In May of last year, construction workers made a startling discovery when they came across a small metal casket underneath a San Francisco home containing a 19th-century girl.
The young girl’s body was perfectly preserved within the casket and non-profit organization, Garden of Innocence, has been spending the last year trying to identify her.
After extensive investigating, Garden of Innocence was able to determine that the child was named Edith Howard Cook and died just six weeks before her third birthday on October 13th, 1876.
The construction site was formerly the Odd Fellows Cemetery, but the workers did not anticipate unearthing a body as it was believed that the bodies were all moved to Colma in the 1920s.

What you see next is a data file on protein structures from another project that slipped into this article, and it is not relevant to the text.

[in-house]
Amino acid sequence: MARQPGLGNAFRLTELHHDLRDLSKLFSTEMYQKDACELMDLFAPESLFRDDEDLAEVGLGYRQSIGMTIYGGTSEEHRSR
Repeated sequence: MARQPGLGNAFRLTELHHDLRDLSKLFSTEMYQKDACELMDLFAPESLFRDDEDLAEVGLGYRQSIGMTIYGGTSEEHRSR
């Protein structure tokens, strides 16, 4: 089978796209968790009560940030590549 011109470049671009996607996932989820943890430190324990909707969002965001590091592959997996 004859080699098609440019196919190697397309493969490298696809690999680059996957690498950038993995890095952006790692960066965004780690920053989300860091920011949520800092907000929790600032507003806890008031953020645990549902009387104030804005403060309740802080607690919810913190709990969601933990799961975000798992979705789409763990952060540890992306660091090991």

For whatever reason, Edith’s remains were left behind, and the mystery of who she was and why her casket was never moved stumped locals and researchers alike.
While the body prompted more questions than answers, considering how perfectly preserved it was, some clues were able to give Garden of Innocence a better idea of who Edith was.
According to the Garden of Innocence report, Edith was found wearing a white christening dress with ankle-high boots and purple flowers woven into her hair. The burial, including roses and eucalyptus leaves placed inside of the coffin, showed the girl came from a well-off family.
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